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Editor's Note: This post has been updated with new information regarding the result of Attorney General Ellison's investigation. Last update: October 30, 2020.
The Council on American-Islamic Relations of Minnesota (CAIR-MN) and the League of Women Voters of Minnesota filed suit earlier this month in federal court to prevent a private security company from deploying armed ex-soldiers to polling places in the state.
The job posting by Atlas Aegis advertised positions for those with backgrounds in Special Forces to "protect election polls, local businesses and residences from looting and destruction." But voter advocates say their presence will inevitably intimidate voters.
In response to backlash over the job postings, Atlas Aegis chairman Anthony Caudle confirmed to the Washington Post that a "large contingent" of former soldiers were being sent to Minnesota. He went on to reference protests in Minneapolis this summer following the death of George Floyd, saying the armed security agents would specifically be watching for those they perceived as "antifa" members or Black Lives Matter supporters.
These statements form the backbone of the complaint filed by CAIR-MN and the League of Women Voters. Armed "security" at a polling place would likely intimidate many voters, they argue, in addition to the company's goal of deterring specific groups based on race and political beliefs.
Ben Clements, co-lead counsel for the plaintiffs and Board Chair/Senior Legal Advisor for Free Speech For People, called the plan to send "armed mercenaries" to voting stations a "brazen attempt to intimidate voters."
On October 13, Minnesota Senator Amy Klobuchar commented on the situation during the confirmation hearing for Amy Coney Barrett, saying the company's efforts are "clear voter intimidation."
Minnesota Attorney General Keith Ellison announced he was launching an investigation into Atlas Aegis and these job postings on October 20, stating:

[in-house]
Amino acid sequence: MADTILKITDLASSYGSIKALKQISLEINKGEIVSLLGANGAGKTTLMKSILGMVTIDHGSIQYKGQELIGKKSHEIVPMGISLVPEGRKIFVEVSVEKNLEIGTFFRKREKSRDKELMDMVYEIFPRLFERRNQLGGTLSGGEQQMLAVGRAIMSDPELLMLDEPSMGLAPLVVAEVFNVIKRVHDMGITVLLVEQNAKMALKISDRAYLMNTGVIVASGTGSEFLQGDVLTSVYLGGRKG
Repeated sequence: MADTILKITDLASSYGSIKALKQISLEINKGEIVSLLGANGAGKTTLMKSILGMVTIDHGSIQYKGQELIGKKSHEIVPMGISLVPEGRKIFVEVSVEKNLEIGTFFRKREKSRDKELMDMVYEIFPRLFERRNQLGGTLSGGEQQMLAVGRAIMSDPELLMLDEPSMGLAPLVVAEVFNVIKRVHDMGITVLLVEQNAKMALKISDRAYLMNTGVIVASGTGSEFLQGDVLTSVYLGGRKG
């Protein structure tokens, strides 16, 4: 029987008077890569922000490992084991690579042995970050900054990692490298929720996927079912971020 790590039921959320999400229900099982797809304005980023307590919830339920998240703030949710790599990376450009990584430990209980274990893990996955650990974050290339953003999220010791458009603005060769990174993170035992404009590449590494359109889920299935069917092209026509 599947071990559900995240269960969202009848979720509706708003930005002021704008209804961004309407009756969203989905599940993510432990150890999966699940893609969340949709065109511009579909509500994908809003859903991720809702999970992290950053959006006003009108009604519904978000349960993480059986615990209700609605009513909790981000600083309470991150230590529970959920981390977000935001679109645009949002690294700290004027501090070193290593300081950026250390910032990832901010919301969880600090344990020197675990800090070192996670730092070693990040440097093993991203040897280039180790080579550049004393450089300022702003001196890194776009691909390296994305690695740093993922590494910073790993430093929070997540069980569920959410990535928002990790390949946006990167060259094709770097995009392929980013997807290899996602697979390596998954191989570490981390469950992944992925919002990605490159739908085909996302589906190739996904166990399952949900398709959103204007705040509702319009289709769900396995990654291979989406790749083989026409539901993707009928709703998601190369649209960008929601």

"Minnesota and federal law are clear: no one may interfere with or intimidate a voter at a polling place, and no one may operate private armed forces in our state."
Specifically, Minnesota law prohibits anyone other than the National Guard or U.S. military personnel from gathering "together as a military company with arms." Doing so could lead to misdemeanor charges. Furthermore, no one except an election official or individuals waiting to register or vote is allowed to stand within 100 feet of a polling place.
Just a few days later, Atlas Aegis backed down, offering written assurance that it is no longer recruiting and will not send private security to Minnesota polling places. The company claims it merely responded to requests from a Minnesota-based security company to fill positions. Although those solicitations did not indicate the work would take place at polling places, Caudle and Atlas Aegis believed they did.
In an epic piece of backpedaling, Atlas Aegis acknowledged "that its statements to the Washington Post were incorrect," and that they "did not intend to intimidate, coerce or threaten Minnesota voters."
Ellison is encouraging all eligible Minnesota voters to cast their votes in "whatever way works best for them," offering assurances that this year's election will be "as safe and secure as they have always been."
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